We live in an era when information is at our fingertips, and the truth is under attack more than ever. Project Veritas journalists and the whistleblowers who come forward in the name of truth experience trauma many cannot comprehend. Truth is a dangerous business, and the mainstream media does not take too kindly to investigative journalists who threaten their stronghold on the going narrative. These brave patriots face backlash from corrupt organizations and politicians that range from the New York Times writing a hit piece about the journalist to being arrested by the FBI.
If you are sure there is a problem with journalism but have yet to pinpoint the exact problem, look no further. James O'Keefe of Project Veritas told C-SPAN's Peter Slen and discussed the ethics of so-called deceptive investigative tactics used by Project Veritas' journalists.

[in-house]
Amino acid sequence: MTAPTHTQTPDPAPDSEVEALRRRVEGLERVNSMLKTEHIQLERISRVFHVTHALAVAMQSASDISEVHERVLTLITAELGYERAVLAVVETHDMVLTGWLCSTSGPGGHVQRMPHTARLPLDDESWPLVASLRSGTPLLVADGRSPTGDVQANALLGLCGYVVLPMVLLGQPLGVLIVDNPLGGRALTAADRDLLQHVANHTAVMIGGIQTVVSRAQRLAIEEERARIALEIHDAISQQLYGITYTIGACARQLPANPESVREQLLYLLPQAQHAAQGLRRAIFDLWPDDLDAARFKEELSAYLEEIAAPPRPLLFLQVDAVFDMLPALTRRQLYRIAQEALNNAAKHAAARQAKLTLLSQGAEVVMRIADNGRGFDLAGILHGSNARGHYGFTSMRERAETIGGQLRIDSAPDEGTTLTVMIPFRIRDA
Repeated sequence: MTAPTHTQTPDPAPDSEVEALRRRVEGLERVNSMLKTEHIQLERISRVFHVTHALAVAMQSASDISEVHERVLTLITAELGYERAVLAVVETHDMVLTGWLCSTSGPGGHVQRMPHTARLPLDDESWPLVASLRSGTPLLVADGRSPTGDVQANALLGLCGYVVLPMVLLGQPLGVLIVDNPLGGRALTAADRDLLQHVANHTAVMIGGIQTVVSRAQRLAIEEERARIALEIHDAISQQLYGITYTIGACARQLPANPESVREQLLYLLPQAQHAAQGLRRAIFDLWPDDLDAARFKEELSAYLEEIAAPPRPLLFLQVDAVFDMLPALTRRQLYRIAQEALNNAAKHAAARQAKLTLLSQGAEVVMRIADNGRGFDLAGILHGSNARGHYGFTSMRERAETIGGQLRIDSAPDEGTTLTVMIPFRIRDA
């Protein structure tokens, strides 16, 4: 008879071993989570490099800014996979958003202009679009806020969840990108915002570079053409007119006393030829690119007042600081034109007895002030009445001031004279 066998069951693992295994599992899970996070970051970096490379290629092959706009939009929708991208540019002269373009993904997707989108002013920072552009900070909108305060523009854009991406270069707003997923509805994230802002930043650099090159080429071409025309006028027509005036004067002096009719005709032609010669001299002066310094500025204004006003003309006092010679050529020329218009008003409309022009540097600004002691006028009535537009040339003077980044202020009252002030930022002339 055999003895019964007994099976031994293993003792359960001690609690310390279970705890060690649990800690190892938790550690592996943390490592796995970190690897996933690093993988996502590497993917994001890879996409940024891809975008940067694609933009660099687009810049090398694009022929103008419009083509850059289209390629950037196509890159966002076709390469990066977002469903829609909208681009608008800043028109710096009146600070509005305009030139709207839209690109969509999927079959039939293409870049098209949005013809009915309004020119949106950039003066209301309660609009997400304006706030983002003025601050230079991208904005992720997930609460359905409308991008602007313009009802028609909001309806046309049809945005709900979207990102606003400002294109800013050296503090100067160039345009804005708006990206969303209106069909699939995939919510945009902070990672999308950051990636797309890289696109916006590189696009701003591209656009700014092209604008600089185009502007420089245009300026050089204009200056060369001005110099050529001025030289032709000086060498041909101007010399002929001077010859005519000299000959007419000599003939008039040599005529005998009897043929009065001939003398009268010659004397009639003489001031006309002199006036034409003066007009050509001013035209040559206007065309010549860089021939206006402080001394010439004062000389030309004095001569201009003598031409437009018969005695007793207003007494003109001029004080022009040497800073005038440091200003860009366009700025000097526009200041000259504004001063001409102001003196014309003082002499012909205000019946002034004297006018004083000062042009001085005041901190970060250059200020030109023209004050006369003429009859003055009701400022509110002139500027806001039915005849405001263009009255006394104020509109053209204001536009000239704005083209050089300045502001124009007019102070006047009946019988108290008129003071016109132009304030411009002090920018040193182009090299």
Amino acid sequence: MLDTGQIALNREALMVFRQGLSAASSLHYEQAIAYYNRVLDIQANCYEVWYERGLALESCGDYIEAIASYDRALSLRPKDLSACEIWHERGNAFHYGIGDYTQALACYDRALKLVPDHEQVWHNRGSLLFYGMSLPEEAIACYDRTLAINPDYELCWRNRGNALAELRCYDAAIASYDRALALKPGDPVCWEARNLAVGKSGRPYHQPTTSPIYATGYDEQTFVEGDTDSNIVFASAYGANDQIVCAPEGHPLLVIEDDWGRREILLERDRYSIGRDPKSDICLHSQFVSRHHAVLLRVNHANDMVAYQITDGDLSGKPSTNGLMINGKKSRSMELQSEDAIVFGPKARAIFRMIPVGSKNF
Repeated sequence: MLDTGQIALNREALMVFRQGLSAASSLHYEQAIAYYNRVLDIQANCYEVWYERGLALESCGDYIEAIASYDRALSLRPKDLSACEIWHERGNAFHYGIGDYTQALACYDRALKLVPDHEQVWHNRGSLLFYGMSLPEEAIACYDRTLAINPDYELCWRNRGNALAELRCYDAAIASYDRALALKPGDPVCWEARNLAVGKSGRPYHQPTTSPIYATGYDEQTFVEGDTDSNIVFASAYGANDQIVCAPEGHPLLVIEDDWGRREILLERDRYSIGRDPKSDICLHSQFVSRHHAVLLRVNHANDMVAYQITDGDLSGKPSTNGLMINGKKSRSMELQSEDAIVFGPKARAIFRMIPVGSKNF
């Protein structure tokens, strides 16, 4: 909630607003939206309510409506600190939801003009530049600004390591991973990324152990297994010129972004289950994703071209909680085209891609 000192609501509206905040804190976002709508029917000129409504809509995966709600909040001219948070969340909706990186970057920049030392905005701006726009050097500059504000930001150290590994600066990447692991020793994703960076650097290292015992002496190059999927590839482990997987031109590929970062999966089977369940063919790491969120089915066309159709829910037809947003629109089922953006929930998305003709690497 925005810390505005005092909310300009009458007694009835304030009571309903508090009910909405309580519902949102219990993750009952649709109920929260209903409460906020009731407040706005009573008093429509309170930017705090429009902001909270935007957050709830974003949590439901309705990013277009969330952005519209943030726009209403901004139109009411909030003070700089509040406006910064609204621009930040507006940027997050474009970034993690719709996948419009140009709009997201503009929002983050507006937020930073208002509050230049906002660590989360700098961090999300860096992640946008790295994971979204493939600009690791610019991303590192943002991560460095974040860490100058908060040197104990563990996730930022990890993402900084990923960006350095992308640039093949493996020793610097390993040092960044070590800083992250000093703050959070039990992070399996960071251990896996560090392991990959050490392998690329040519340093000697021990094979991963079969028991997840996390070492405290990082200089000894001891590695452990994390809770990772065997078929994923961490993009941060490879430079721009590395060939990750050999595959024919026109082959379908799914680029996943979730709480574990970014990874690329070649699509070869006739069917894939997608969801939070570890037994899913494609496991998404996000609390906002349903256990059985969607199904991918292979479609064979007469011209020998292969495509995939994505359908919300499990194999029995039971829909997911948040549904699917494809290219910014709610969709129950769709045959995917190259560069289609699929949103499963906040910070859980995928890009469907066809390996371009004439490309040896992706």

The clip began with Slen asking O'Keefe if it Is okay to deceive a subject during an investigation. O'Keefe gave a two-part answer: You either deceive the target and tell the truth to your audience, or you do not deceive the subject and risk disseminating false information.
O'Keefe quoted ethicist Lous Hodges who argues that journalists have a moral imperative to deceive their subjects if they intend to do investigative reporting. He added that it is a worse deception to claim to do investigative reporting when the journalist wants to read off of a teleprompter and believe everything the subject says.
Watch the clip for more details.